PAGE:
“One of the real difficulties of imprecise or vague statutes is that people who are trying to conform their conduct to be lawful don’t know what they’re supposed to do,” Frietsche said. “When you’re messing in [a] very technical and complex field of medicine and you’re a layperson, and you’re a legislature who is not a doctor, this can be a real hazardous undertaking.”
The bill includes an exception when the D and E procedure is necessary to prevent “either the death of the pregnant woman or the substantial and irreversible impairment of a major bodily function of the woman.” There is no exception for rape, incest, or fetal anomaly.
Frietsche said that the exceptions in the bill are “labyrinthian and very burdensome” for physicians who provide abortion care.
The bill also carries an exception for abortion procedures that take place in a hospital. There were abortions performed at 18 hospitals and 19 non-hospital facilities during 2014, according to the state’s report.
The anti-choice Republican bill also bans the termination of a pregnancy in which the gestational age of the fetus is “at 20 or more weeks.”
The bill is set against the backdrop of a primary election, as state lawmakers campaign ahead of the April 26 vote.
Rep. Jason Dawkins (D-Philadelphia) said during the committee hearing that lawmakers had no place inserting themselves in a conversation between a pregnant person and a doctor. “If we put certain restrictions on a woman’s choice, will they start looking for that other option?” Dawkins said, reported the Associated Press.
The House Health Committee passed the measure with a vote of 16 to 10. The legislation now moves to the full state house for further action.
Why are states continuing to pass abortion restrictions based partly on erroneous theories that abortion harms women? And why are state attorneys general calling as expert witnesses some of the very people who proffered these spurious notions to state legislatures in the first place?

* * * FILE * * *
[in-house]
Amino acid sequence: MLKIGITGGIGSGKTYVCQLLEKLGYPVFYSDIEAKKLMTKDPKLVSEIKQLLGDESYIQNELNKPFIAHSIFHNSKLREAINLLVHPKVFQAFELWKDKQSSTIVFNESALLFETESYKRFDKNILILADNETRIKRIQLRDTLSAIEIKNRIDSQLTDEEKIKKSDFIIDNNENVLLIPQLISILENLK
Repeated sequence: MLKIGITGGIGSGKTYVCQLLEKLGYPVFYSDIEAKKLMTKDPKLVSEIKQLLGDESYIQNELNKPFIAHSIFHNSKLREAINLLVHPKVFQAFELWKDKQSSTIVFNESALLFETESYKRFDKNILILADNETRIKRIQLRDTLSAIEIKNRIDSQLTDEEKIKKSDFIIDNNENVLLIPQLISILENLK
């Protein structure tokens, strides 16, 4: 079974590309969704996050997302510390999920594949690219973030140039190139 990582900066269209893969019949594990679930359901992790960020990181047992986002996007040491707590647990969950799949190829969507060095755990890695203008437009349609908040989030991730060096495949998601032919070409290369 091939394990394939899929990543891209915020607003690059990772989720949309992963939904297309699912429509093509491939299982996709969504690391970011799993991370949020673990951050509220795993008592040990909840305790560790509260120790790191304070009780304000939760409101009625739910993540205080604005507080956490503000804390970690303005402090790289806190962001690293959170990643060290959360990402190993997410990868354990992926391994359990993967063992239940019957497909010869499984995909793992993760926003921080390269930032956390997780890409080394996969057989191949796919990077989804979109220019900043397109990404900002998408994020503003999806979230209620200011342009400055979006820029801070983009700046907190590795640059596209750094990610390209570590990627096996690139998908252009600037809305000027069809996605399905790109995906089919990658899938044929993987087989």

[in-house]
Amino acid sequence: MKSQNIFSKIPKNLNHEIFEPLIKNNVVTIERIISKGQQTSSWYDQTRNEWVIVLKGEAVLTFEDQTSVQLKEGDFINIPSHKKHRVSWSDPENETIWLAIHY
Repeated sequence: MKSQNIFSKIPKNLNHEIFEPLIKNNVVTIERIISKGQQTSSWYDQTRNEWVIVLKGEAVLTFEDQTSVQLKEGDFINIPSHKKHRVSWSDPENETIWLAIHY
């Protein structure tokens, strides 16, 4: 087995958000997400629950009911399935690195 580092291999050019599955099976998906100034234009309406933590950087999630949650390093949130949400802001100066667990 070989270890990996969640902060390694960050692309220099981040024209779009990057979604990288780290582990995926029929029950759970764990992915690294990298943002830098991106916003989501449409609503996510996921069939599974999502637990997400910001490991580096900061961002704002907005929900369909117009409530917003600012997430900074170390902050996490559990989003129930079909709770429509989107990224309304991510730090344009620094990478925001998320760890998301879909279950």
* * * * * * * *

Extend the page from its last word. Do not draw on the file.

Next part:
In October 2012, Alaska Superior Court Judge John Suddock wrote a 65-page decision affirming a state mandate that at least one parent be notified before a woman under 18 can obtain an abortion. But from the get-go, and throughout the decision, Suddock deflated anti-abortion advocates’ loudest claim: that abortion is unsafe for women.
“Hospitalizations during pregnancy occur 15 percent of the time, but are vanishingly rare for abortions,” he wrote. Further down, he added, “Modern abortion is an extraordinarily safe procedure.”
On the question of whether abortion causes mental illness—critical to the abortion-harms-women narrative—Suddock dismissed that one, too.
Like This Story?
Your $10 tax-deductible contribution helps support our research, reporting, and analysis.
“Mental illness is a constellation of subjective and objective signs and symptoms ultimately causing individual distress,” he wrote. “The illness may have genetic origins or derive from life experiences. Since the 1980’s, the majority consensus of American psychiatry is that abortion does not cause mental illness.”
Despite the court’s agreement with plaintiffs that the law in question “advances no compelling state interest in the health of minor women,” the court upheld the bulk of the law, arguing that it promotes “family involvement in a young woman’s pregnancy decision” by “the least restrictive means available.” (Plaintiffs appealed the decision, and the case is pending before the Alaska Supreme Court.)